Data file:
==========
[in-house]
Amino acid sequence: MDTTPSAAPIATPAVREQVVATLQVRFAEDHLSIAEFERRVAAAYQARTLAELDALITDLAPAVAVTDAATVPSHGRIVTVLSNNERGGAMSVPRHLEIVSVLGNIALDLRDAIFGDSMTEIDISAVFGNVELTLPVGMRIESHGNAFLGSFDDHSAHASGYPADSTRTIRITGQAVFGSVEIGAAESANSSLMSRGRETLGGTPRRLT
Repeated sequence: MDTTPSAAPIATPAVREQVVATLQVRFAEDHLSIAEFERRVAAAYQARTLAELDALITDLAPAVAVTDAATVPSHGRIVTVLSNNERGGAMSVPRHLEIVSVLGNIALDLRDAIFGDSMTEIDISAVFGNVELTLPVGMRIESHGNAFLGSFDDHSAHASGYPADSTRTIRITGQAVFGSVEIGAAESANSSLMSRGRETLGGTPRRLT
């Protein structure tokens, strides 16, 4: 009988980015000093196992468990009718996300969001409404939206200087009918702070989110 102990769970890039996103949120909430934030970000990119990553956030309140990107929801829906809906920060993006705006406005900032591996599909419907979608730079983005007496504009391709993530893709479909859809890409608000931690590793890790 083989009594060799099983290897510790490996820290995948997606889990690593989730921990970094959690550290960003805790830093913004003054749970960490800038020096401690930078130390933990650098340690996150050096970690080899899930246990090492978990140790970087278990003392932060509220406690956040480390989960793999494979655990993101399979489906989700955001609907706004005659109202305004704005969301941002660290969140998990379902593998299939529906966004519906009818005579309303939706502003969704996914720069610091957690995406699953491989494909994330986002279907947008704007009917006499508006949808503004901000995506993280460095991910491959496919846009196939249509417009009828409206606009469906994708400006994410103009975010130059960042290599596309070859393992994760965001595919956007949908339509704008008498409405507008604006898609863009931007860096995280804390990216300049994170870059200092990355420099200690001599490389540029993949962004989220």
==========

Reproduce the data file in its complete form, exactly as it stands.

[in-house]
Amino acid sequence: MDTTPSAAPIATPAVREQVVATLQVRFAEDHLSIAEFERRVAAAYQARTLAELDALITDLAPAVAVTDAATVPSHGRIVTVLSNNERGGAMSVPRHLEIVSVLGNIALDLRDAIFGDSMTEIDISAVFGNVELTLPVGMRIESHGNAFLGSFDDHSAHASGYPADSTRTIRITGQAVFGSVEIGAAESANSSLMSRGRETLGGTPRRLT
Repeated sequence: MDTTPSAAPIATPAVREQVVATLQVRFAEDHLSIAEFERRVAAAYQARTLAELDALITDLAPAVAVTDAATVPSHGRIVTVLSNNERGGAMSVPRHLEIVSVLGNIALDLRDAIFGDSMTEIDISAVFGNVELTLPVGMRIESHGNAFLGSFDDHSAHASGYPADSTRTIRITGQAVFGSVEIGAAESANSSLMSRGRETLGGTPRRLT
């Protein structure tokens, strides 16, 4: 009988980015000093196992468990009718996300969001409404939206200087009918702070989110 102990769970890039996103949120909430934030970000990119990553956030309140990107929801829906809906920060993006705006406005900032591996599909419907979608730079983005007496504009391709993530893709479909859809890409608000931690590793890790 083989009594060799099983290897510790490996820290995948997606889990690593989730921990970094959690550290960003805790830093913004003054749970960490800038020096401690930078130390933990650098340690996150050096970690080899899930246990090492978990140790970087278990003392932060509220406690956040480390989960793999494979655990993101399979489906989700955001609907706004005659109202305004704005969301941002660290969140998990379902593998299939529906966004519906009818005579309303939706502003969704996914720069610091957690995406699953491989494909994330986002279907947008704007009917006499508006949808503004901000995506993280460095991910491959496919846009196939249509417009009828409206606009469906994708400006994410103009975010130059960042290599596309070859393992994760965001595919956007949908339509704008008498409405507008604006898609863009931007860096995280804390990216300049994170870059200092990355420099200690001599490389540029993949962004989220």